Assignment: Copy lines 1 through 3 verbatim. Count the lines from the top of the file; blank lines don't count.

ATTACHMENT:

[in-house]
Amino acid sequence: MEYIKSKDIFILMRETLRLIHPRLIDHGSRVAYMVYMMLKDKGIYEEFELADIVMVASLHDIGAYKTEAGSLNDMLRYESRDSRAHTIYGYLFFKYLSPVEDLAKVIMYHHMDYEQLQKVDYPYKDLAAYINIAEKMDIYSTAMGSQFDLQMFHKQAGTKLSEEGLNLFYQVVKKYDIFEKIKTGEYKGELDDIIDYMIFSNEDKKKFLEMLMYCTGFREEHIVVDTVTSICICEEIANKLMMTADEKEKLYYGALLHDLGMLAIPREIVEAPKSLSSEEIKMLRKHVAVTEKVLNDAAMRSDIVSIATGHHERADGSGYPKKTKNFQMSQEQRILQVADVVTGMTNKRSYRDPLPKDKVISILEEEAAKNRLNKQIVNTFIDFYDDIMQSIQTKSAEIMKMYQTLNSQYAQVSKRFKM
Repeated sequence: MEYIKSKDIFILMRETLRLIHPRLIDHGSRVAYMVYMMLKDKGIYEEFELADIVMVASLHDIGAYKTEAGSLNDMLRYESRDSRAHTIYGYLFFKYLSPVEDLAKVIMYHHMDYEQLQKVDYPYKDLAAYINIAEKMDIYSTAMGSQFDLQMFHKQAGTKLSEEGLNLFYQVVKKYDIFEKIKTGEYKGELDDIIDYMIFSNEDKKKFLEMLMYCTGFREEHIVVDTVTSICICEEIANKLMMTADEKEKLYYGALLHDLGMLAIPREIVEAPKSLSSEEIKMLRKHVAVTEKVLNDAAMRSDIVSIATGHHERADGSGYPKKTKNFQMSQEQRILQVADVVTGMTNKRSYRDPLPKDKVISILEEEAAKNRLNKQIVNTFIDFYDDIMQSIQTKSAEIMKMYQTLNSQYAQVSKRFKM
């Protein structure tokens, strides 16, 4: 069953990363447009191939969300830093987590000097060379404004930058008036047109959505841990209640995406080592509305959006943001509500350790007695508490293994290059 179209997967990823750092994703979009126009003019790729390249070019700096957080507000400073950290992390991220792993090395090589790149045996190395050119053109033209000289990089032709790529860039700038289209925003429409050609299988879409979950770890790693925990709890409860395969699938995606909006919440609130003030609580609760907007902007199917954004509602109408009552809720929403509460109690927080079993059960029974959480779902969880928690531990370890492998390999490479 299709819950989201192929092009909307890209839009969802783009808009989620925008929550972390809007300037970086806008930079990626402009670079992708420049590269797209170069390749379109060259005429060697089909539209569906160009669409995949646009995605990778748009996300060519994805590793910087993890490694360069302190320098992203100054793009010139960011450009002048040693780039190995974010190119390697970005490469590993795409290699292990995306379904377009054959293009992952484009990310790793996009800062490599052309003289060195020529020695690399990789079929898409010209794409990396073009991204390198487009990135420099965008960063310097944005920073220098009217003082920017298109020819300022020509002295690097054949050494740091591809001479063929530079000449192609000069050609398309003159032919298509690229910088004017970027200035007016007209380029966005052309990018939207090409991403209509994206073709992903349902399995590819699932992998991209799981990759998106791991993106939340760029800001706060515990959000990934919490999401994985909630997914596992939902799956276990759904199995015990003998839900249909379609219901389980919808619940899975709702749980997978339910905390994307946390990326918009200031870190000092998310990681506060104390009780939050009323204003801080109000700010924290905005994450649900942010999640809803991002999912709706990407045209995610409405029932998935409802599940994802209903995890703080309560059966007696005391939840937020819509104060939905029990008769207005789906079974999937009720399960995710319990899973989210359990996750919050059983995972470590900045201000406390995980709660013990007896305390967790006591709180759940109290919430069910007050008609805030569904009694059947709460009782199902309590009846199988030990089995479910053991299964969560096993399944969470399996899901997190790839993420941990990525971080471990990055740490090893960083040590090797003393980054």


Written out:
[in-house]
Amino acid sequence: MEYIKSKDIFILMRETLRLIHPRLIDHGSRVAYMVYMMLKDKGIYEEFELADIVMVASLHDIGAYKTEAGSLNDMLRYESRDSRAHTIYGYLFFKYLSPVEDLAKVIMYHHMDYEQLQKVDYPYKDLAAYINIAEKMDIYSTAMGSQFDLQMFHKQAGTKLSEEGLNLFYQVVKKYDIFEKIKTGEYKGELDDIIDYMIFSNEDKKKFLEMLMYCTGFREEHIVVDTVTSICICEEIANKLMMTADEKEKLYYGALLHDLGMLAIPREIVEAPKSLSSEEIKMLRKHVAVTEKVLNDAAMRSDIVSIATGHHERADGSGYPKKTKNFQMSQEQRILQVADVVTGMTNKRSYRDPLPKDKVISILEEEAAKNRLNKQIVNTFIDFYDDIMQSIQTKSAEIMKMYQTLNSQYAQVSKRFKM
Repeated sequence: MEYIKSKDIFILMRETLRLIHPRLIDHGSRVAYMVYMMLKDKGIYEEFELADIVMVASLHDIGAYKTEAGSLNDMLRYESRDSRAHTIYGYLFFKYLSPVEDLAKVIMYHHMDYEQLQKVDYPYKDLAAYINIAEKMDIYSTAMGSQFDLQMFHKQAGTKLSEEGLNLFYQVVKKYDIFEKIKTGEYKGELDDIIDYMIFSNEDKKKFLEMLMYCTGFREEHIVVDTVTSICICEEIANKLMMTADEKEKLYYGALLHDLGMLAIPREIVEAPKSLSSEEIKMLRKHVAVTEKVLNDAAMRSDIVSIATGHHERADGSGYPKKTKNFQMSQEQRILQVADVVTGMTNKRSYRDPLPKDKVISILEEEAAKNRLNKQIVNTFIDFYDDIMQSIQTKSAEIMKMYQTLNSQYAQVSKRFKM